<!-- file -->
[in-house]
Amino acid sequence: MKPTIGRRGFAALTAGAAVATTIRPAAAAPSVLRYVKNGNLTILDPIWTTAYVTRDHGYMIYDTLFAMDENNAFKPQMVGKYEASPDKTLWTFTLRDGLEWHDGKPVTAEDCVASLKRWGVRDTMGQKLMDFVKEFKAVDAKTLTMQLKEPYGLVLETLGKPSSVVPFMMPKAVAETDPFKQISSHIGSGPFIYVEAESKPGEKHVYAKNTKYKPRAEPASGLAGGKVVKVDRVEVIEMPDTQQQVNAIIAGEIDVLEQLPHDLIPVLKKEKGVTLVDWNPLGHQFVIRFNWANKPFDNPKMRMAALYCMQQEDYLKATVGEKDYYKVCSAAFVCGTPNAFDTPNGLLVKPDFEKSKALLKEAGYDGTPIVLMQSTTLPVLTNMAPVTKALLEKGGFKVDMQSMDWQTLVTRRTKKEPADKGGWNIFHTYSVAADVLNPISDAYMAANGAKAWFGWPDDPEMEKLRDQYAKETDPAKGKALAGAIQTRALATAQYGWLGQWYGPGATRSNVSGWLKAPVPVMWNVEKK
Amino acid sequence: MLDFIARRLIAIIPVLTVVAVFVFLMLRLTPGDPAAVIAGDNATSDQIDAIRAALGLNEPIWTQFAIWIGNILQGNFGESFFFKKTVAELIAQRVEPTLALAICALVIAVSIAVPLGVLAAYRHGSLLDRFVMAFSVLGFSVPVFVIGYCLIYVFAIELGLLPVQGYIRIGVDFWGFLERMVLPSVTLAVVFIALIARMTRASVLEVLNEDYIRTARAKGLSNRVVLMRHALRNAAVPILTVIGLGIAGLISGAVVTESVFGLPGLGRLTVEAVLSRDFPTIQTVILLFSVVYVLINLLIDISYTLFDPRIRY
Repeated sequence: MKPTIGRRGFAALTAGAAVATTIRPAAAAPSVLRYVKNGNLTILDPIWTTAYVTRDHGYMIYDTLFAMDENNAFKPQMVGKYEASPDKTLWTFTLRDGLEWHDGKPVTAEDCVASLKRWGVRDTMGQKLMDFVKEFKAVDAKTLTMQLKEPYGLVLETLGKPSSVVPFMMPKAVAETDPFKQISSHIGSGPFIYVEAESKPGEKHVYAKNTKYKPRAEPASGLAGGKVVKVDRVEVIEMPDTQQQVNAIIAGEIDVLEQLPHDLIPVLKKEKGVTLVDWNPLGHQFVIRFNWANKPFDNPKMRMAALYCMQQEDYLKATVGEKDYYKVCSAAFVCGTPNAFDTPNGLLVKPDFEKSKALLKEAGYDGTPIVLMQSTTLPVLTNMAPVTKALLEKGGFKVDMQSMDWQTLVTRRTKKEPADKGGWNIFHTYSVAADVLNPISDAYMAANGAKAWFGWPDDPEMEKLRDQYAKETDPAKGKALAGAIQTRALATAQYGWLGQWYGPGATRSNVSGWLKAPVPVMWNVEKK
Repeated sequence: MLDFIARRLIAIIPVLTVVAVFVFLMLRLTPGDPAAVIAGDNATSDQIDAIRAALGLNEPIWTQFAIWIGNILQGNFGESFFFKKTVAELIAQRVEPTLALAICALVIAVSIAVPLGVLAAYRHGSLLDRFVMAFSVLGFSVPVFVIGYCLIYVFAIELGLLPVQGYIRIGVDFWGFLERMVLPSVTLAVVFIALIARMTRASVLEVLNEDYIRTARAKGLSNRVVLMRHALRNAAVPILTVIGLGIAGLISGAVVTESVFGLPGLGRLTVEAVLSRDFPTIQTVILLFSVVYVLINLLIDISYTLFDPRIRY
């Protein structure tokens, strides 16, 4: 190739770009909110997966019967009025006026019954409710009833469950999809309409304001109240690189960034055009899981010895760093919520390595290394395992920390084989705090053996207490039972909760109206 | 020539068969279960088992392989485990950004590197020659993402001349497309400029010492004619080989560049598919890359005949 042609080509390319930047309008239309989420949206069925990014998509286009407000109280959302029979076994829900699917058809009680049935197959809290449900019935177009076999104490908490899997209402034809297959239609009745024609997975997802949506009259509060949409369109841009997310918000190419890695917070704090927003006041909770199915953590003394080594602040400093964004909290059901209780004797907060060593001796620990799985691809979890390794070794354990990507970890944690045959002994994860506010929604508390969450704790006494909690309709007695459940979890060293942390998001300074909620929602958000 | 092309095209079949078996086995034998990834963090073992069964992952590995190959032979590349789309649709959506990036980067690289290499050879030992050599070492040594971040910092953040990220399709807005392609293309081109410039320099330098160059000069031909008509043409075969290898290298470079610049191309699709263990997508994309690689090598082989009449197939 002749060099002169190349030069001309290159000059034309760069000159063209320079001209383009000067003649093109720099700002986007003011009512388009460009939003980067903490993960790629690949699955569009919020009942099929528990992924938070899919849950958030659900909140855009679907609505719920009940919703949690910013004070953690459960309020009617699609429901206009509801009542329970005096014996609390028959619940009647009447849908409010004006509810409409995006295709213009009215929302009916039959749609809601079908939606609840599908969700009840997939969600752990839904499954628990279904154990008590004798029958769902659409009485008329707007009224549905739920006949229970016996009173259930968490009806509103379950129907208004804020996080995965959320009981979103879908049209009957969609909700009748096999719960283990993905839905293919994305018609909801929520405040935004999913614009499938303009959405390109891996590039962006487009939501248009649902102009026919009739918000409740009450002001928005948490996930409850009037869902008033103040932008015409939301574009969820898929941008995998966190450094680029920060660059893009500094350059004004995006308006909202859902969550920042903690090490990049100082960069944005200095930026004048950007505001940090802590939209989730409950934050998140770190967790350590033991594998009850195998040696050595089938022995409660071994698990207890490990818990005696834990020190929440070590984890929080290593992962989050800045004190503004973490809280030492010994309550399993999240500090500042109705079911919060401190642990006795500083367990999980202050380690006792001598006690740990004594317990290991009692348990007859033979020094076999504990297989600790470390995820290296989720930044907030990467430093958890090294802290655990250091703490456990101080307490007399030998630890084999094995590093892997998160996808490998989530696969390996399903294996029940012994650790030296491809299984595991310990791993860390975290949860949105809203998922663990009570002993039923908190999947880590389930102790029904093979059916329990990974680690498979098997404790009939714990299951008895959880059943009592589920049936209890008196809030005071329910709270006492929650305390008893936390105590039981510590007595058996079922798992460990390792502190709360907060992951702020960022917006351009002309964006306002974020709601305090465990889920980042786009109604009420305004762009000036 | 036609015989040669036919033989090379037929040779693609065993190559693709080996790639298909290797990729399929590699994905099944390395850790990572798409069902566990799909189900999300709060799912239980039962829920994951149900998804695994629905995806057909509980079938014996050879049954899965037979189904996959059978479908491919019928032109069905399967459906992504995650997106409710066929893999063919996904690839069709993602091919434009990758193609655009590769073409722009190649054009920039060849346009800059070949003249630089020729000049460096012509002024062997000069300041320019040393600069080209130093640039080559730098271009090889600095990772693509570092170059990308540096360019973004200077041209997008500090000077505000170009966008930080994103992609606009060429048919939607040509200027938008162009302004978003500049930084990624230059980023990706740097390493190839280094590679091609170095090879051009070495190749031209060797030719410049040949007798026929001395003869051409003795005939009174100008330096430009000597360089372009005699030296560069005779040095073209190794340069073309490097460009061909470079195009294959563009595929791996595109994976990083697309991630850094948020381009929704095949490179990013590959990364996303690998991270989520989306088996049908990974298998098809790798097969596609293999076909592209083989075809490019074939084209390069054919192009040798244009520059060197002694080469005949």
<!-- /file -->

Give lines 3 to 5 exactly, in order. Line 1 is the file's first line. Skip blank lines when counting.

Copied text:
Amino acid sequence: MLDFIARRLIAIIPVLTVVAVFVFLMLRLTPGDPAAVIAGDNATSDQIDAIRAALGLNEPIWTQFAIWIGNILQGNFGESFFFKKTVAELIAQRVEPTLALAICALVIAVSIAVPLGVLAAYRHGSLLDRFVMAFSVLGFSVPVFVIGYCLIYVFAIELGLLPVQGYIRIGVDFWGFLERMVLPSVTLAVVFIALIARMTRASVLEVLNEDYIRTARAKGLSNRVVLMRHALRNAAVPILTVIGLGIAGLISGAVVTESVFGLPGLGRLTVEAVLSRDFPTIQTVILLFSVVYVLINLLIDISYTLFDPRIRY
Repeated sequence: MKPTIGRRGFAALTAGAAVATTIRPAAAAPSVLRYVKNGNLTILDPIWTTAYVTRDHGYMIYDTLFAMDENNAFKPQMVGKYEASPDKTLWTFTLRDGLEWHDGKPVTAEDCVASLKRWGVRDTMGQKLMDFVKEFKAVDAKTLTMQLKEPYGLVLETLGKPSSVVPFMMPKAVAETDPFKQISSHIGSGPFIYVEAESKPGEKHVYAKNTKYKPRAEPASGLAGGKVVKVDRVEVIEMPDTQQQVNAIIAGEIDVLEQLPHDLIPVLKKEKGVTLVDWNPLGHQFVIRFNWANKPFDNPKMRMAALYCMQQEDYLKATVGEKDYYKVCSAAFVCGTPNAFDTPNGLLVKPDFEKSKALLKEAGYDGTPIVLMQSTTLPVLTNMAPVTKALLEKGGFKVDMQSMDWQTLVTRRTKKEPADKGGWNIFHTYSVAADVLNPISDAYMAANGAKAWFGWPDDPEMEKLRDQYAKETDPAKGKALAGAIQTRALATAQYGWLGQWYGPGATRSNVSGWLKAPVPVMWNVEKK
Repeated sequence: MLDFIARRLIAIIPVLTVVAVFVFLMLRLTPGDPAAVIAGDNATSDQIDAIRAALGLNEPIWTQFAIWIGNILQGNFGESFFFKKTVAELIAQRVEPTLALAICALVIAVSIAVPLGVLAAYRHGSLLDRFVMAFSVLGFSVPVFVIGYCLIYVFAIELGLLPVQGYIRIGVDFWGFLERMVLPSVTLAVVFIALIARMTRASVLEVLNEDYIRTARAKGLSNRVVLMRHALRNAAVPILTVIGLGIAGLISGAVVTESVFGLPGLGRLTVEAVLSRDFPTIQTVILLFSVVYVLINLLIDISYTLFDPRIRY